The Securities and Exchange Commission (SEC) is on the verge of approving a new rule that will enhance oversight on certain firms involved in regular Treasuries trading. However, the agency has scaled back some provisions that hedge funds had warned would significantly raise their costs.

This morning, the SEC is set to vote on a long-awaited proposal aimed at compelling certain proprietary trading firms to register as dealers. The rule forms part of a broader federal initiative to address potential liquidity concerns in the $26 trillion Treasuries market, which serves as a vital foundation for the global economy. Registering as a dealer subjects firms to greater regulatory scrutiny and higher capital requirements.

Initially, the proposed rule required firms to register if they had traded over $25 billion in Treasuries within a specific timeframe. Trade groups, including the Managed Funds Association representing hedge funds, argued that this would affect almost every firm on Wall Street. Furthermore, the original rule encompassed firms engaged in both buying and selling similar securities on the same day.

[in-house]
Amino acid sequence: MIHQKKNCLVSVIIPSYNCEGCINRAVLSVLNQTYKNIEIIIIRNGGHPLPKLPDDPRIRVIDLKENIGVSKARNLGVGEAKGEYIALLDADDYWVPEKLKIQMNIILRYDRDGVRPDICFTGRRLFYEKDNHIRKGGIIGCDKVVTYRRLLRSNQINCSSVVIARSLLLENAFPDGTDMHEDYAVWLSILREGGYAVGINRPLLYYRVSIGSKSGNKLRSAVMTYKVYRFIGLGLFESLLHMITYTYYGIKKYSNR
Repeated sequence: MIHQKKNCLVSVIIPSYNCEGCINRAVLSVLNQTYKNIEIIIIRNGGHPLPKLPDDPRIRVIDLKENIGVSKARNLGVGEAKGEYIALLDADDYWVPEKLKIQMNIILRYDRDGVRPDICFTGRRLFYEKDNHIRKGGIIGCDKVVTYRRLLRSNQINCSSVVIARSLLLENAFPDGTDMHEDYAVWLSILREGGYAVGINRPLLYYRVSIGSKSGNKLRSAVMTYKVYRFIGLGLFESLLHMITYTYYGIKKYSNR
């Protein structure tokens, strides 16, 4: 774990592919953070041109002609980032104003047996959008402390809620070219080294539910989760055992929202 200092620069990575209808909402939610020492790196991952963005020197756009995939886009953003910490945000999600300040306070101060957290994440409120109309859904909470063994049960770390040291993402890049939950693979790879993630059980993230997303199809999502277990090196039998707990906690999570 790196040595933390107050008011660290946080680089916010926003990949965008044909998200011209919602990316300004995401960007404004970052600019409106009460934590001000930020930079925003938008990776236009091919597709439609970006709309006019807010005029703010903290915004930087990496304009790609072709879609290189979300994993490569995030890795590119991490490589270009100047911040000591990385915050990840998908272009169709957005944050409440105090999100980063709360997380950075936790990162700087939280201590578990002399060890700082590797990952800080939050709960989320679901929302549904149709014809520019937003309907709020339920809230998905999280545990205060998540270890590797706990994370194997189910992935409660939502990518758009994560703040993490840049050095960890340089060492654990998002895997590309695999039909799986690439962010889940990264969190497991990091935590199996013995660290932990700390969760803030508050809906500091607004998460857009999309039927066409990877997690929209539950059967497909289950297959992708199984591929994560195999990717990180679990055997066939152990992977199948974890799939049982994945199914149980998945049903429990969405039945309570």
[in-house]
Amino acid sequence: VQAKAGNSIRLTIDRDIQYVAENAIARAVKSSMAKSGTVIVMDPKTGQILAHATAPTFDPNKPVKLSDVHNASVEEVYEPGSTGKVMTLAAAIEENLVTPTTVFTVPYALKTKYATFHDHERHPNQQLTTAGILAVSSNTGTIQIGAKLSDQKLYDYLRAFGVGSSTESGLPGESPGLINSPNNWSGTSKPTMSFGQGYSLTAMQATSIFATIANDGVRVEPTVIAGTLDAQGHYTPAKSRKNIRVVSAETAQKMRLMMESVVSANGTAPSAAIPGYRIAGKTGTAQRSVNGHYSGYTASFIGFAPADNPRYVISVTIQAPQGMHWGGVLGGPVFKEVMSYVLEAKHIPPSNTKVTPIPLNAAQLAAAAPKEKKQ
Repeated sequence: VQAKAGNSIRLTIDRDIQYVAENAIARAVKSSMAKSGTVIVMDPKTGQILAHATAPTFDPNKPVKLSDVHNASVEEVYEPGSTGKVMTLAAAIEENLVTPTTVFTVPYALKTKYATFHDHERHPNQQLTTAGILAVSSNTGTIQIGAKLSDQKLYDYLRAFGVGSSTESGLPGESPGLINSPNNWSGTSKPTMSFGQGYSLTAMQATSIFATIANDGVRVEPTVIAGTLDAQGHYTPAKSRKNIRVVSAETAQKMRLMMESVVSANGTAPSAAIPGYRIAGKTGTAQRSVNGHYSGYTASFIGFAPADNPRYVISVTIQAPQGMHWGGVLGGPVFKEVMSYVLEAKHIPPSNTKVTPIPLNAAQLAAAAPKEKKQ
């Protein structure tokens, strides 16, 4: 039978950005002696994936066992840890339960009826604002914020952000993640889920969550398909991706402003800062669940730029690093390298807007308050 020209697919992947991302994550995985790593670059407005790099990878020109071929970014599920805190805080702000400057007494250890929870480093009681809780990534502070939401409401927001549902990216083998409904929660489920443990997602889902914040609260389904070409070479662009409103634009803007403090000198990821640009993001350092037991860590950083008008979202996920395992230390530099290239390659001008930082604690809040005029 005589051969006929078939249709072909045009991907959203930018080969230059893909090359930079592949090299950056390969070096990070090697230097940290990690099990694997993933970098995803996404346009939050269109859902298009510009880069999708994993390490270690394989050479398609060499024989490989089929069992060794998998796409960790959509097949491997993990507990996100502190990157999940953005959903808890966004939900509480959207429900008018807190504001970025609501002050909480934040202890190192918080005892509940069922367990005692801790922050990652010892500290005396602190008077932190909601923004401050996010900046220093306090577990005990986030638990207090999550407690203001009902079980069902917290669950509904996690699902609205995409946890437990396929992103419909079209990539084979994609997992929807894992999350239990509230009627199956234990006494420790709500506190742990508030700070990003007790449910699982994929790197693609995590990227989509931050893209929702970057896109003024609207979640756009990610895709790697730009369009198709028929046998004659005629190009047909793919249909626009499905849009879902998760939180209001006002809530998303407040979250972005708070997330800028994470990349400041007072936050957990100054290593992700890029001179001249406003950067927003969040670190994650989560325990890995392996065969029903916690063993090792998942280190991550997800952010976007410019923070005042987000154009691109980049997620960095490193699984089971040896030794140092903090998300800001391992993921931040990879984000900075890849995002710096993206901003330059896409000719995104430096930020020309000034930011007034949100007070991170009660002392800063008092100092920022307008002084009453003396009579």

However, the final rule has eliminated the dollar threshold and introduced more lenient measures. Under the revised rule, a firm must register if it offers to buy and sell the same securities at or near the best available prices in the market or generates most of its revenue from capturing bid-ask spreads or liquidity incentives provided by trading venues.

Moreover, the final rule includes exemptions for asset managers controlling less than $50 million, central banks, and other entities primarily not involved in providing liquidity.

While initially directed at Treasury liquidity concerns, the rule also extends its application to other securities. An SEC official has confirmed that the rule will cover firms offering liquidity for crypto securities. This move addresses the longstanding argument made by crypto firms that most major cryptocurrencies do not fall within SEC oversight.

Undoubtedly, hedge funds will continue their ongoing battles with the SEC regarding attempts to subject them to stricter regulation. However, this time they seem to have gained some relief.

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